Ordering Land Surveys
Many of our clients find themselves needing to use the services of a land surveyor in Slovenia, especially for more remote, country properties. Often they are not totally clear on what is required or why so below is a short guide to the services they can offer. The main public land register of plots is the 'Kataster' and the main public register of buildings is 'Kataster Stavb' and this forms the basis of the land surveyor's work. Land surveying in Slovenia is done by registered land surveyor with license who prepares all the necessary documentation for the Land Surveying Authority to approve. Think Slovenia works with a number of tried and tested partner Land Surveying companies who cover the whole of Slovenia.
Many properties in Slovenia - especially outside of towns - are often sold with borders which are defined from the 'kataster' and form years of neighbourly agreements with bordr lines often being market informally by hedges, trees or fences which are shown to the buyer by the seller. This is not a problem in most cases but be aware that these are not official recognised borders and the borders defined in the 'kataster' are not presumed to be 100% accurate. In some cases it is sensible or necessary for owners to formalise borders to settle disputes, allow construction of new buildings close to borders etc. You can formalise borders by instructing a registered land surveyor to place official border stones. The land surveyor does this on the basis of natural borders and cadastral maps but must also invite all the owners of neighboring plots to discuss and agree on the exact border position. The land surveyor this infomration into a document called an 'elaborat' signed by all the neighbours to the border. This then gets sent to surveying authority who confirms the content and registers the new borders in the 'kataster'. The whole process usually takes a couple of months
An owner of many land plots can apply to merge contiguous plots together or vice versa an owner of a large plot can apply to separate them into many smaller ones. This is typically done when developing land or also if selling part of a piece of land. The process is also arranged by a land surveyor who similarly to the above must submit an 'elaborat' showing the changes to plot boundaries to the Land Surveying Authority for confirmation and inscription into the 'Kataster'. The whole process usually takes a couple of months end to end.
If two neighbours would like to alter a border, they can do so under the condition that the size of the smaller plot doesn't change more than 5% of the plot area and not by more than 500 m2. Usually border alterations are done when neighbours want to make a complex border straight and there is give and take on where the border will run usually resulting in a net difference in land area for each neighbour of zero or close to zero. After putting together the documentation the surveyor will have to submit it to the authorities and go through the process of Land Surveying Authority Approval.
Land Survey - 'Geodetski Načrt'
In Slovneia you need Land Surveys for various purposes; most likely for obtaining building permission, but also for technical checks of the building, or in relation to some procedures concerning newly built properties. The Land Survey is a drawing of the current state of the land and needs to include at the least data about relief, water, buildings, usage of land, flora, and details about land plots. The most common usage is as an essential and integral part of all building permission applications.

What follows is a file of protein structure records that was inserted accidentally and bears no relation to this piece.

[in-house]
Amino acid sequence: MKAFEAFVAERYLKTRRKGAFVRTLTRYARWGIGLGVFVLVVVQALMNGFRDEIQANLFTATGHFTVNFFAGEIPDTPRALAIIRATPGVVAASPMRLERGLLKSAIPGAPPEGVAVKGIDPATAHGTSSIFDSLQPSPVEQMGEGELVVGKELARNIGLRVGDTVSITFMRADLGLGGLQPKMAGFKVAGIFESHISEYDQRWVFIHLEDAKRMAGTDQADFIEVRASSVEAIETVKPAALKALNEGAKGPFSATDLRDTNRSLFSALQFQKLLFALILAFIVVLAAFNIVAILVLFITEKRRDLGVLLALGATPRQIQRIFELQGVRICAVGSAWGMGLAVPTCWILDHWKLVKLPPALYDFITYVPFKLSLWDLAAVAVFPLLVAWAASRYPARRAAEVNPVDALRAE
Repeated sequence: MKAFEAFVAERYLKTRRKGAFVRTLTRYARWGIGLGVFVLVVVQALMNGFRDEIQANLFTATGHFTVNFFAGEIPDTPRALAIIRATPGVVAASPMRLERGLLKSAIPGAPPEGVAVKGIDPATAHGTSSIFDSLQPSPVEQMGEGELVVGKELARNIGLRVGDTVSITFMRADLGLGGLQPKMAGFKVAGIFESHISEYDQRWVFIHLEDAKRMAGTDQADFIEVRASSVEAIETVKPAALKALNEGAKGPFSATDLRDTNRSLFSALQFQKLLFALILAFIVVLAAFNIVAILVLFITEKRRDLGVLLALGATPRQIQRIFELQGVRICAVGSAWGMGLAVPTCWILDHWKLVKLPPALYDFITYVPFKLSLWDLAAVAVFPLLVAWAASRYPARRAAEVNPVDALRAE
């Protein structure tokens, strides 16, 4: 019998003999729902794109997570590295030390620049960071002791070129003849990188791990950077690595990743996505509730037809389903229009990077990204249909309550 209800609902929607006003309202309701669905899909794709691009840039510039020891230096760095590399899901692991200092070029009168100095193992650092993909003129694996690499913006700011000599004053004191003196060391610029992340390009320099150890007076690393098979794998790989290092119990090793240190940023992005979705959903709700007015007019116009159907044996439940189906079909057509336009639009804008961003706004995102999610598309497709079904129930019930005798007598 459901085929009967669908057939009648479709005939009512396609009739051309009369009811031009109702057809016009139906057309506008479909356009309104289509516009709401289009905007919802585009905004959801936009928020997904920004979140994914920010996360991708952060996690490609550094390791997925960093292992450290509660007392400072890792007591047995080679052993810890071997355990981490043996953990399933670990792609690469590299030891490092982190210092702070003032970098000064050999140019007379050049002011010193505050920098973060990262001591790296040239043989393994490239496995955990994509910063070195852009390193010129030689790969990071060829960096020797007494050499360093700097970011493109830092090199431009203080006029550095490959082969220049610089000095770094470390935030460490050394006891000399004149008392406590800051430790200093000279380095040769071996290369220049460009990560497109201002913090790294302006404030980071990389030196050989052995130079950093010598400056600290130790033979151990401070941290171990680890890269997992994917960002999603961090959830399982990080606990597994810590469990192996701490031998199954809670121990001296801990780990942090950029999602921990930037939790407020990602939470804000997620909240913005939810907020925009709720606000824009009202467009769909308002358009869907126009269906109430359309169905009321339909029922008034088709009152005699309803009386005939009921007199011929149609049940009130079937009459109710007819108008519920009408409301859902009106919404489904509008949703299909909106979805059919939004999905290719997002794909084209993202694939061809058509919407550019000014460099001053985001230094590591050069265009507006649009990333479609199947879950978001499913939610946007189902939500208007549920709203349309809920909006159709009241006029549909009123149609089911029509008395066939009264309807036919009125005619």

Marking out a new build
If you are constructing a new building then a land surveyor will need to visit at the time of starting the build process to mark all the corners where the new build should be positioned. This is an essential part of building a new property.
Registering a building into the registers of buildings and cadastral maps.
After a new built is finished it needs to be registered in the building register and also in the cadastral maps. The land surveyor needs to prepare two different pieves of documentation which correspond to each other. The land surveyor measures the building from outside and assigns coordinates and also measures the property on the inside to determine gross floor area and usable floor area. In a multi unit building the land surveyor would also determine shares of common areas of the building. The building and its units get an identification number in this process. Also in this process land surveyor submits the documentation to the land surveying authorities who then confirm everything and enter the data into publically accessible databases. Once you have registered your building in the cadastral maps you will also get an allocated house number. Often older builidngs are not yet visible in the cadaster despite having house numbers and whilst this is not necessarily a problem, in some cases new buyers will want or need to get this done.
Establishing condominial ownership - 'Etažna lastnina'
Older multi unit buildings often still have their ownership defined onthe basis of a % of the overall building rather than condominial ownership - ie ownership of a specific, defined unit visible in the Land Registry. The process of changing this so that owners each have their specific unit defined and inscribed in the Land Registry is known as 'Etažna Lastnina'. This process is conducted by a land surveyor who drafts a document called an 'elaborat' showing, measuring and allocating ownership of the various elements of the building. It also establishes each owner's share of the common areas of the building. This process takes several months to complete or longer for larger buildings or complex situations where there are disputes about ownership of some areas.